Posted in descriptive writing, Writing

What Is Descriptive Writing?

There are many different kinds of writing, descriptive writing being one of them. Pretty much everything I found on descriptive writing talked about essay writing or academic writing.

Descriptive writing is important for any kind of writing, but we’ll stick to creative writing for now.

What Is Descriptive Writing?

What is descriptive writing?

Descriptive writing is when you give a clear and vivid description of a person, place, or thing in your writing. It can be in separate paragraphs and sentences or woven into the narration. Descriptive writing is supposed to help the readers visualize everything as though they’re in the story themselves.

How can you use descriptive writing?

There are many different clever ways you can weave descriptive writing into your story.

Figurative Language

Used to show imagery, figurative language uses metaphors, similes, personification, etc. Pretty much the basics of the English language that you learned about in school. These can be used to describe people and places. Comparing and making connections from one thing to the next as well as adding a little more depth to objects (personification, for example).

Organization

It can be spewed out in blocks of paragraphs or it can be woven into the narration. The narration, in my opinion, is the way to go. Sometimes it can look like info-dumping if you go on too long with certain description. It can be tricky, but you want the description to flow nicely in between everything else.

Sensory

Readers and writers alike all have something in common and that’s our five senses. For the most part, we can all see, hear, touch, taste, and smell, or have some sort of combination of those five senses. Using the five senses in our writing adds more depth to the story rather than just ink sitting on the surface of a page. It doesn’t help to use them all at once all the time, but it still adds that little extra to the story.

But we’ll touch upon that more throughout the month.

How do you add the description into your novels? Let me know in the comments below!

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Author:

Born and raised in Massachusetts, Rachel Poli is a writer and blogger. She has an associate’s degree in Early Childhood Education and a bachelor’s degree in English Studies. She enjoys writing young adult novels, middle-grade, and children’s picture books. She is currently working on her first novel.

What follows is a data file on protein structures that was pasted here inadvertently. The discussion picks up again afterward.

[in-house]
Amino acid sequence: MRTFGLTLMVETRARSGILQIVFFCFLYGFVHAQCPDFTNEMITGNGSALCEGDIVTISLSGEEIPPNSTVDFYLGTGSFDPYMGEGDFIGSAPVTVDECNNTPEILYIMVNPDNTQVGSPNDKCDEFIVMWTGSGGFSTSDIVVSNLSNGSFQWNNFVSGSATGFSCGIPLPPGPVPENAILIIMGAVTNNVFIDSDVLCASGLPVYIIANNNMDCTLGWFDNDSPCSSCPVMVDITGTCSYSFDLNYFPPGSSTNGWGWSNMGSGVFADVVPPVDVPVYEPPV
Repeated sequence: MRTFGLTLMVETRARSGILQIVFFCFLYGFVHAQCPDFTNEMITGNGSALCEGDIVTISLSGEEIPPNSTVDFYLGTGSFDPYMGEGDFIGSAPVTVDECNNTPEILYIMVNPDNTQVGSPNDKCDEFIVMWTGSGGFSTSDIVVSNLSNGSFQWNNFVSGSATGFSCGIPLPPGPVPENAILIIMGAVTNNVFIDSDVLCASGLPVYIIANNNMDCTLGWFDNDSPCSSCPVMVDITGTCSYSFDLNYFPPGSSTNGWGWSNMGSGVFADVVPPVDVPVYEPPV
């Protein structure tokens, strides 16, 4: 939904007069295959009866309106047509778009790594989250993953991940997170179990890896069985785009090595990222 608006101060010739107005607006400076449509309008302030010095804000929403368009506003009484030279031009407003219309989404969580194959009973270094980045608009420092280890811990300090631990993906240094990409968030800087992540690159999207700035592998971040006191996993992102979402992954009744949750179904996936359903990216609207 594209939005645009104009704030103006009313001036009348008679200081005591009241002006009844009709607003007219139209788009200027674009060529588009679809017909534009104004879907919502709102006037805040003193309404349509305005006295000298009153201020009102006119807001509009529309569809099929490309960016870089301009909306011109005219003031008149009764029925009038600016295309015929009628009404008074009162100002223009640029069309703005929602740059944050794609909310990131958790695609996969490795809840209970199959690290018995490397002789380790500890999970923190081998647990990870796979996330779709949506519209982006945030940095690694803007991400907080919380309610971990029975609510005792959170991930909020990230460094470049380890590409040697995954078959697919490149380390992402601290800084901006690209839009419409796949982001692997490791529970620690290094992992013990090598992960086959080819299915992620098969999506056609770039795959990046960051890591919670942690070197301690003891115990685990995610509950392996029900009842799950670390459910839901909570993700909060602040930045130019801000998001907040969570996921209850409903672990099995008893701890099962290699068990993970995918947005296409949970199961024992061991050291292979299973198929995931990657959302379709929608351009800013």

24 thoughts on “What Is Descriptive Writing?

      1. I didn’t say it was easy, but it is easier if you have experience. I have to remind myself to take my shoes off before I try. Something akin to empathy, putting your head in their space rather than trying to just say the right words. 😇

  1. I try to make it easy for my readers to visualize what I’m describing by using common words and things almost everyone should be able to recognize. If it’s something I’m not too familiar with I reach out to family or friends for tips. In fact, even if I’m familiar with the item I might ask some other people to describe said item to me that way all of my discriptions have a bit more and don’t sound too similar.

    Discriptions used to be one of my weaker traits when I started writing many years ago! I always thought, “Eh, they’ll get it.” Bad, bad writer. Ha ha.

    1. You know, having someone else describe it is probably better than you looking up synonyms. Otherwise, you may sound like a robot or something, lol.

      I’m still bad at the description, lol. It’s my weaker writing trait as well. I’ve slowly gotten better over the years though.

  2. Very helpful blog. I struggle at times with adjectivitis and sometimes put too much emphasis on my descriptions. I often depend on the dictionary or a thesaurus to find the exact word that fits the tone I wish to convey overall in my blogs.

    1. Thanks!
      I know what you mean though. I struggle with description so I sometimes spend too much time trying to make it sound better, if that makes any sense, lol.

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